Chota Nagpur Division
Chota Nagpur Division, also known as the South-West Frontier, was an administrative division of British India. It included most of the present-day state of Jharkhand as well as adjacent portions of West Bengal, Orissa, and Chhattisgarh.
The division included five districts, Hazaribagh, Ranchi, Palamu, Manbhum, and Singhbhum. The administrative headquarters of the division was at Ranchi. The total area of the division was 27,101 square miles (70,161 km2.), and the population was 4,900,429 in 1901. In 1901 Hindus constituted 68.5% of the total population, animists 22.7%, Muslims 5.7%, Christians 2.9%, and 853 Jains. The Chota Nagpur States, a group of princely states, was under the political authority of the division's commissioner.
Chota Nagpur division was hilly and forested area. The region came under the control of the British in the 18th and 19th centuries, and was annexed to the Bengal Presidency, the largest province of British India. After the Kol rebellion of 1831-2, the division was exempted by Regulation XIII of 1833 from the general laws and regulations governing Bengal, and every branch of the administration was vested in an officer appointed by the supreme Government and called the Agent to the Governor-General of India for the South-West Frontier. In 1854 the designation of the province was changed to Chota Nagpur by Act XX of that year, and was administered thereafter as a non-regulation province under the Lieutenant-Governor of Bengal Presidency. The title of the chief administrative officer was changed from Agent to Commissioner, and the officers in charge of the districts became Deputy Commissioners. The Commissioner exercised general control over the Chota Nagpur States. The present Divisional Commissioner is Shri. Surendra Singh Meena of the Indian Administrative Service (IAS)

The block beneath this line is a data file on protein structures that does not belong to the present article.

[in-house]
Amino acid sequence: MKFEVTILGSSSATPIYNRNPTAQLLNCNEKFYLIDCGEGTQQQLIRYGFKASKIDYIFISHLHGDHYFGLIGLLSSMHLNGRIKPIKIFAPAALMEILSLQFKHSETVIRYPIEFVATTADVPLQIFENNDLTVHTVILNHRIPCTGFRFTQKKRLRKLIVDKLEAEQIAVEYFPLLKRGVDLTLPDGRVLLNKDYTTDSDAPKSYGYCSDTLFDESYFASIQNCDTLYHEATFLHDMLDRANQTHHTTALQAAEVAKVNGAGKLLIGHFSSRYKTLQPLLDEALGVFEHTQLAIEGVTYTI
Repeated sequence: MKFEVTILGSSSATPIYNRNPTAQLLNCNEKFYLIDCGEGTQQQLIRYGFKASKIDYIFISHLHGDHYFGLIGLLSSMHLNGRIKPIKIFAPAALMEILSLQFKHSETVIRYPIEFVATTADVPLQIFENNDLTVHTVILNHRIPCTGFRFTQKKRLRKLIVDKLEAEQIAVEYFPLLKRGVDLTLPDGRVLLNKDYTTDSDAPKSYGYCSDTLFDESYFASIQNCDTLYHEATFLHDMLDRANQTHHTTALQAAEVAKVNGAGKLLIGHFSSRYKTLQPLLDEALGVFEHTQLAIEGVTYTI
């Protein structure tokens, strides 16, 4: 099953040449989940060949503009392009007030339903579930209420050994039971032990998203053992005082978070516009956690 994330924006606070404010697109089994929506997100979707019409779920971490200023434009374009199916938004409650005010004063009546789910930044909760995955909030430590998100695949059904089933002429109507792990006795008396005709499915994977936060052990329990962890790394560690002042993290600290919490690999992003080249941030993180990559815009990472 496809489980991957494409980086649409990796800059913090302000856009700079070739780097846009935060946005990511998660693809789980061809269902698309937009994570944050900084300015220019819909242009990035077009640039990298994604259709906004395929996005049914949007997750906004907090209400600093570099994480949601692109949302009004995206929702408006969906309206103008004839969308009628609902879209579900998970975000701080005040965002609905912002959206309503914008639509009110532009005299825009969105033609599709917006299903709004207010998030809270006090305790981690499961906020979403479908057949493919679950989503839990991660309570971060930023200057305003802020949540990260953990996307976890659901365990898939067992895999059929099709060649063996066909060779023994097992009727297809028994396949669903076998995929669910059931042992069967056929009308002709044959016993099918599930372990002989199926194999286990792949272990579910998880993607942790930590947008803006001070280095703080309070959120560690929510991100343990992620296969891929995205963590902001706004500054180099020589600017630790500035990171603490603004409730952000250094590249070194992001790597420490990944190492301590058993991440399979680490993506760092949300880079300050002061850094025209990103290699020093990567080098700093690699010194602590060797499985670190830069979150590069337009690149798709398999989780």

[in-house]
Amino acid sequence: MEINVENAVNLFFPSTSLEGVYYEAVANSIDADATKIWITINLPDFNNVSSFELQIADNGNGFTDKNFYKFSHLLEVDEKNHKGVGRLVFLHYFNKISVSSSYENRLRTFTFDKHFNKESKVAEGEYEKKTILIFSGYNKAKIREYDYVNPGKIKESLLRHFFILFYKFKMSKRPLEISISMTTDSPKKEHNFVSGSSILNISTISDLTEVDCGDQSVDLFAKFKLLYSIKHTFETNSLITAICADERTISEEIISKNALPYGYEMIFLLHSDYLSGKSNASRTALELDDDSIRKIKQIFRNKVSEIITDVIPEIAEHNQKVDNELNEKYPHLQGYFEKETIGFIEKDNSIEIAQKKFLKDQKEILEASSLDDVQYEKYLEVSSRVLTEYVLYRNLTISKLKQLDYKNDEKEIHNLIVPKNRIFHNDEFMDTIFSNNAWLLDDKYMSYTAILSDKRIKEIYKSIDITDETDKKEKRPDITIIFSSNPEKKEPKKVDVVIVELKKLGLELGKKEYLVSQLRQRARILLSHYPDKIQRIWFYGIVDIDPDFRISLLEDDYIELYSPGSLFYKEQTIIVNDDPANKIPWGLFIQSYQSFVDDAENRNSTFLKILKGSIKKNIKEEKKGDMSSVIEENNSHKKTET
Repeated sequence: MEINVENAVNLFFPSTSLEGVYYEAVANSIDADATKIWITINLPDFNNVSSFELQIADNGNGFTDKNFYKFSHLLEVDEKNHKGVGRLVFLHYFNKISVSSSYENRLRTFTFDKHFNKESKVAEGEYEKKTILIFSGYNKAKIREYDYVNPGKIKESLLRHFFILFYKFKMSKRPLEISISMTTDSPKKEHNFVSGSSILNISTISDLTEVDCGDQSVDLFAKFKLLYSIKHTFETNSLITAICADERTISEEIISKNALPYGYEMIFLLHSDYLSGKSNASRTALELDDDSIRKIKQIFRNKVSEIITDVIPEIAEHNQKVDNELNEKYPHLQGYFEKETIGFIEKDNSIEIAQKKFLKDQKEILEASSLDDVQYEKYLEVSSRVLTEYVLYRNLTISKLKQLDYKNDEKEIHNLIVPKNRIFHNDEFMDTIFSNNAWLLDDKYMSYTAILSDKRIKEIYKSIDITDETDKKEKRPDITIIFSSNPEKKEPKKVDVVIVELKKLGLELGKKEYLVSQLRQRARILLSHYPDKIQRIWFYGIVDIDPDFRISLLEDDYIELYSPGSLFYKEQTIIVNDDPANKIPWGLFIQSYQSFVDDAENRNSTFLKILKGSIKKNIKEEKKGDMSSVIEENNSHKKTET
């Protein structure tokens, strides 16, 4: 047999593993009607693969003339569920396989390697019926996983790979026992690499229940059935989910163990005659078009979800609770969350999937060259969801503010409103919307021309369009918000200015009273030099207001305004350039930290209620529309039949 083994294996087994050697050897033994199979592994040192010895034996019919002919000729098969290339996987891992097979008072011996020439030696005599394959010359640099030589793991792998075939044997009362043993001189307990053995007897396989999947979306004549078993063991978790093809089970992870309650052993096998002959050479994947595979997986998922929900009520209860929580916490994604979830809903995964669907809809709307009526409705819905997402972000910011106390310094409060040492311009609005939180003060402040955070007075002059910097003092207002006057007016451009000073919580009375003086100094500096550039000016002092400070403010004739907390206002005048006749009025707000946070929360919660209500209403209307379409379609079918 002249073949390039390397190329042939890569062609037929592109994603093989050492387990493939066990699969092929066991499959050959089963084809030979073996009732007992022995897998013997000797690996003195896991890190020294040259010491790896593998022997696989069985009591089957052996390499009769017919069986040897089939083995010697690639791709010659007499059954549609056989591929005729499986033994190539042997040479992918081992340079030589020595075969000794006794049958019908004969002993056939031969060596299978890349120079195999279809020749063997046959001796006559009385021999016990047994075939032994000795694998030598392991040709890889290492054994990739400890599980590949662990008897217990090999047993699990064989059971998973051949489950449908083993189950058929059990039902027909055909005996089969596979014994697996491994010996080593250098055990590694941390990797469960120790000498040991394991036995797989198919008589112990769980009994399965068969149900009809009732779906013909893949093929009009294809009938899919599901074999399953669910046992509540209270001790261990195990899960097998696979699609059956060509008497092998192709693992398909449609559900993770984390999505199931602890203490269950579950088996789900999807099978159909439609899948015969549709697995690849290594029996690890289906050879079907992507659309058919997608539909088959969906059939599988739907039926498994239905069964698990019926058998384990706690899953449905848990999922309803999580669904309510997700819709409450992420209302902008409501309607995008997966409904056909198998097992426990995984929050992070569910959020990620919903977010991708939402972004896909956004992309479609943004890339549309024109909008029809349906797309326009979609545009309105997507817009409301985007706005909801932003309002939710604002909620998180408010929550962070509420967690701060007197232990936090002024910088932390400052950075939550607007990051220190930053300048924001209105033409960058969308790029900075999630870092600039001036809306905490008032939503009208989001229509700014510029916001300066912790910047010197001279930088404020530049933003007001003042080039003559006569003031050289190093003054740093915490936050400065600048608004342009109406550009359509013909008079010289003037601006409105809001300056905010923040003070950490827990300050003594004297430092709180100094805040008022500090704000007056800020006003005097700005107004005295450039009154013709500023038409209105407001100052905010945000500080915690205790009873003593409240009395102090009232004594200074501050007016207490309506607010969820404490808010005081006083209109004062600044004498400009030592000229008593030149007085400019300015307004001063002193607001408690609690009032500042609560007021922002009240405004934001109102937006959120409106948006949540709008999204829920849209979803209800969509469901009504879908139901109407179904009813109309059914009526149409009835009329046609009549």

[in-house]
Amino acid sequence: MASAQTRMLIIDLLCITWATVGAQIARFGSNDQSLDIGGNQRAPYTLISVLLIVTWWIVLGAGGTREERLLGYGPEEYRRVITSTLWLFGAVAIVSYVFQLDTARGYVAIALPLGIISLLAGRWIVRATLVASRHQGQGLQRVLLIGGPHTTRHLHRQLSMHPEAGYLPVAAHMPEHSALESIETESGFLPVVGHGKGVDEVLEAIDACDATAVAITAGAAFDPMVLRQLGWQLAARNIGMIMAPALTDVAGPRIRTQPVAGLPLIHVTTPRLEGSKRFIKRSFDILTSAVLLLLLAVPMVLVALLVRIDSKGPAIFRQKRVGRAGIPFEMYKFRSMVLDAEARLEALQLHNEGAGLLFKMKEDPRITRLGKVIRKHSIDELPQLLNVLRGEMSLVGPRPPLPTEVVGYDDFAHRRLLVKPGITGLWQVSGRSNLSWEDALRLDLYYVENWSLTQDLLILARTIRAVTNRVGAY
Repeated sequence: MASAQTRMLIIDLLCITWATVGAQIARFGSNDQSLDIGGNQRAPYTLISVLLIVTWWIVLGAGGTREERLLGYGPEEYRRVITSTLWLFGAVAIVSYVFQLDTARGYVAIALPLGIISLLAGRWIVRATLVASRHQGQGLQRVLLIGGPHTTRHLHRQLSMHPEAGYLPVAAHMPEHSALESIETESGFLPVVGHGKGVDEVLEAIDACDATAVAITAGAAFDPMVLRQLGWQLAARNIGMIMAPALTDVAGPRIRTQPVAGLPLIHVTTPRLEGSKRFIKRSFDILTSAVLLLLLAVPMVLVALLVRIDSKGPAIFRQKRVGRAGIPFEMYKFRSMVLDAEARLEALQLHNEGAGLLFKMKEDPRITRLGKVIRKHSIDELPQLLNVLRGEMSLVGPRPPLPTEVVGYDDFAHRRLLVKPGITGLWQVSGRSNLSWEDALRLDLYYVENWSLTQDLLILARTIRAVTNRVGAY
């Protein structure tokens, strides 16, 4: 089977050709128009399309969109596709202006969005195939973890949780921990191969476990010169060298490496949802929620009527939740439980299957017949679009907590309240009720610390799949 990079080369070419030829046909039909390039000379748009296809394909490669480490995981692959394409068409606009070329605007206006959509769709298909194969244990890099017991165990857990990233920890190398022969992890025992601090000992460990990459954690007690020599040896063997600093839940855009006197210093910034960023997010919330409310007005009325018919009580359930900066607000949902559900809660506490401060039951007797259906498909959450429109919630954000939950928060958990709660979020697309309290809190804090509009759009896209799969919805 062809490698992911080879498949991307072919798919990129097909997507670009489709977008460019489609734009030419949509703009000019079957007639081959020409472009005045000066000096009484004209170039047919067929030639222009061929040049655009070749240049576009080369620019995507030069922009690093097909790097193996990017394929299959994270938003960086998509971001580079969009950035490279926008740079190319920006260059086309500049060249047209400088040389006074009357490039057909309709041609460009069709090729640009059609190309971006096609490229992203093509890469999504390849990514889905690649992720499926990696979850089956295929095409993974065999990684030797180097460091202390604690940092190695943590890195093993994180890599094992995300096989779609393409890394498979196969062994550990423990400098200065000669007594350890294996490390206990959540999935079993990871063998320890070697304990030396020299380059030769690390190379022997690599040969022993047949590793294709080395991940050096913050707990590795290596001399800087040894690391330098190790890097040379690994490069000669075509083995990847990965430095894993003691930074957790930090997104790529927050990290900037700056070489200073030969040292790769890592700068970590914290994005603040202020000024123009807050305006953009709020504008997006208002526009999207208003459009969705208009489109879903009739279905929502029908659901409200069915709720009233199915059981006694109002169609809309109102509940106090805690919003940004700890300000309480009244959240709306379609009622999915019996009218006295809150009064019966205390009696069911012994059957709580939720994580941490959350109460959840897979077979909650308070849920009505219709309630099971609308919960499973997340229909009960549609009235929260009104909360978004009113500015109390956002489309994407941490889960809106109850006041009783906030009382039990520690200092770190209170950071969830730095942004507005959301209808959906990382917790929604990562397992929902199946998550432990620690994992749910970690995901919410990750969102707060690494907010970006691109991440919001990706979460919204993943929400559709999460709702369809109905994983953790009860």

Chota Nagpur Division became part of the new province of Bihar and Orissa when it was created in 1912. In 1936 the province was split into the separate provinces of Bihar (which included present-day Bihar and Jharkhand states) and Orissa, and the princely states were placed under the authority of the Eastern States Agency.
- Hunter, William Wilson, Sir, et al. (1908). Imperial Gazetteer of India, Volume 12. 1908-1931; Clarendon Press, Oxford.
- Rice, Ron (2001). New Indian States, Princely States Report, January 2001.